- The Washington Times - Sunday, June 4, 2006

MILWAUKEE — Brian Schneider, who hasn’t hit well of late, had one of the biggest hits of his career last night.

Schneider hit a game-winning two-run homer in the ninth inning to rally the Washington Nationals past the Milwaukee Brewers 4-3 before a sellout crowd of 40,392 at Miller Park.

Schneider’s second home run of the season came off Brewers closer Derrick Turnbow with rookie Ryan Zimmerman on third base. The win gave the Nationals (24-32) their fourth series win in their last five. It was the seventh straight loss for the Brewers.

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“Right there, my job was to get Zimmerman in and that’s it,” Schneider said. “I was looking for a ball up there and the ball was definitely up. I just tried to hit the ball hard somewhere. I knew when I hit it. I at least got the job done. Obviously, when you hit a home run there, it’s definitely a bonus.”

Until Schneider came through with one out in the ninth, the Brewers were in control. Milwaukee starter Doug Davis matched his career high with 11 strikeouts, marking his second career 10-strikeout game.

“He was good. He’s a guy that gets a lot of strikeouts with his deception,” Nationals shortstop Royce Clayton said.

In his major league debut, left-hander Bill Bray (1-0) picked up the win throwing just one pitch — a ball outside. However, Schneider used the pitch to throw out Corey Koskie on an attempted steal in the eighth.

“That would be the first,” Bray said of winning a game on one pitch without retiring a batter. “I don’t have too much to say other than Schneider hit a rocket to right field and I was in the right place at the right time.”

Closer Chad Cordero pitched a scoreless ninth for his ninth save of the season.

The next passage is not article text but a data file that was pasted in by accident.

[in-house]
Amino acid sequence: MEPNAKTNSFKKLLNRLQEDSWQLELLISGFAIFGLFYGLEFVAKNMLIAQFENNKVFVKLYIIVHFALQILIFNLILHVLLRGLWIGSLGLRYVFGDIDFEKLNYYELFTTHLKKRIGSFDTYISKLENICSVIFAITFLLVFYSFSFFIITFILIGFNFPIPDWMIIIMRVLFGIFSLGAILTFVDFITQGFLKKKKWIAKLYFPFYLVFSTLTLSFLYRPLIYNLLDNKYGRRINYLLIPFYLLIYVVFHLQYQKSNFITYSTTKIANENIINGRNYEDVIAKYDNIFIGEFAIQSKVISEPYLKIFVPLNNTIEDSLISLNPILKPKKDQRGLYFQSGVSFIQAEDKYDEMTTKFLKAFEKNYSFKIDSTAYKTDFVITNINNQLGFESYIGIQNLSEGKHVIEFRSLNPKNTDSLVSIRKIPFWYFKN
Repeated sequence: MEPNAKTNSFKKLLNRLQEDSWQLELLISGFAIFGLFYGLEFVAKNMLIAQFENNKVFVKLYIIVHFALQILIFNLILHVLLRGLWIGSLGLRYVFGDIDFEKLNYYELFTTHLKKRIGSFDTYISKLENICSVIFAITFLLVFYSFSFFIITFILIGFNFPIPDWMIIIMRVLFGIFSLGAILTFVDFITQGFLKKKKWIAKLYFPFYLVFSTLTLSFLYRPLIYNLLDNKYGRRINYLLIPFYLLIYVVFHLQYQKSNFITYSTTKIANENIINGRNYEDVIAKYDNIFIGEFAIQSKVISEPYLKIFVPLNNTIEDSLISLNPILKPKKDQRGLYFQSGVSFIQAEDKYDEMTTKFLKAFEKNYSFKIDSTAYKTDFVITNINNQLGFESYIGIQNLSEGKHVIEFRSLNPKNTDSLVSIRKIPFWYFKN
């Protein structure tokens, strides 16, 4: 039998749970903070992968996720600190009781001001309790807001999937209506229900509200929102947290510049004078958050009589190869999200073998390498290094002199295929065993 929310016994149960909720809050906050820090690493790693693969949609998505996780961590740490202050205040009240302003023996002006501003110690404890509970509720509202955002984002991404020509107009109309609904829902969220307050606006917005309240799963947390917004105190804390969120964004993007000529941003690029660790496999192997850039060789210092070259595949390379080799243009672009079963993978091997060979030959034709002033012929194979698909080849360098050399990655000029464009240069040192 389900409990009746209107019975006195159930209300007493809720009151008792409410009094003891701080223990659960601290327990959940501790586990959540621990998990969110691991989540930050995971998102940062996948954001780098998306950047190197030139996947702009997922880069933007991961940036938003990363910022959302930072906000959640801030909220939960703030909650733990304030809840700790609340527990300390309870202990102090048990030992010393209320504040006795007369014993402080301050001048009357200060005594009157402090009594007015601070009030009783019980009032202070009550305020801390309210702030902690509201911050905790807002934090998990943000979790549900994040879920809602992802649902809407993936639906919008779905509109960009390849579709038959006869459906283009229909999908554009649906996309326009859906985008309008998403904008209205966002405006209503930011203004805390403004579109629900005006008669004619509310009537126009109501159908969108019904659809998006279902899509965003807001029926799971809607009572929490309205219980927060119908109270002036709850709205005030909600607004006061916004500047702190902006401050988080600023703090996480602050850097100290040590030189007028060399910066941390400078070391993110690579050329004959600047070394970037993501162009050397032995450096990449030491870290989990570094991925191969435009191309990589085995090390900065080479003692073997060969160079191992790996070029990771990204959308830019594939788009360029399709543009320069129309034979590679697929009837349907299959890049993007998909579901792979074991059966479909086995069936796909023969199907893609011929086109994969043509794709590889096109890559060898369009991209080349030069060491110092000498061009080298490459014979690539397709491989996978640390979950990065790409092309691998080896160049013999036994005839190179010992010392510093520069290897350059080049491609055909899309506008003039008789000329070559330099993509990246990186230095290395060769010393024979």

Nationals rookie starter Mike O’Connor had an up-and-down game. He struggled with his control early. O’Connor had a no-hitter into the fourth inning but also walked a season-high six batters.

He allowed only three hits but also allowed three runs. He matched his season-high with six strikeouts but received a no-decision.

Nationals manager Frank Robinson said O’Connor gave up too many walks.

“Too many pitches outside the strike zone,” Robinson said. “Clubs will take advantage of that when you put that many men out there on base for free. It didn’t happen tonight.”

Brewers center fielder Brady Clark delivered a two-run, two-out, single to left field in the sixth inning off Nationals reliever Saul Rivera. A bizarre stoppage in play set up Clark’s big hit. Rivera threw one pitch — a ball — when play was halted for an estimated 15 minutes because the Nationals infielders were affected by white signage behind home plate and couldn’t see the ball leave the Brewers’ bats.

It was O’Connor’s keen eye at the plate that led to the game’s first run. With two outs, Davis walked O’Connor on four straight pitches. That brought up Nationals high-powered leadoff man Alfonso Soriano. Soriano didn’t make Davis pay the ultimate price by hitting one out of the park, but he kept the third inning alive with a bloop single to shallow right field, which allowed O’Connor to reach third base.

Royce Clayton, whose bat has come to life since he was inserted in the No. 2 spot in the batting order, hit a corkscrew flare just out of the reach of Brewers second baseman Rickie Weeks that settled a few yards outside the infield in right field to score O’Connor and give the Nationals a 1-0 lead.

Got a question about the Nats? Mark Zuckerman has the answers. To

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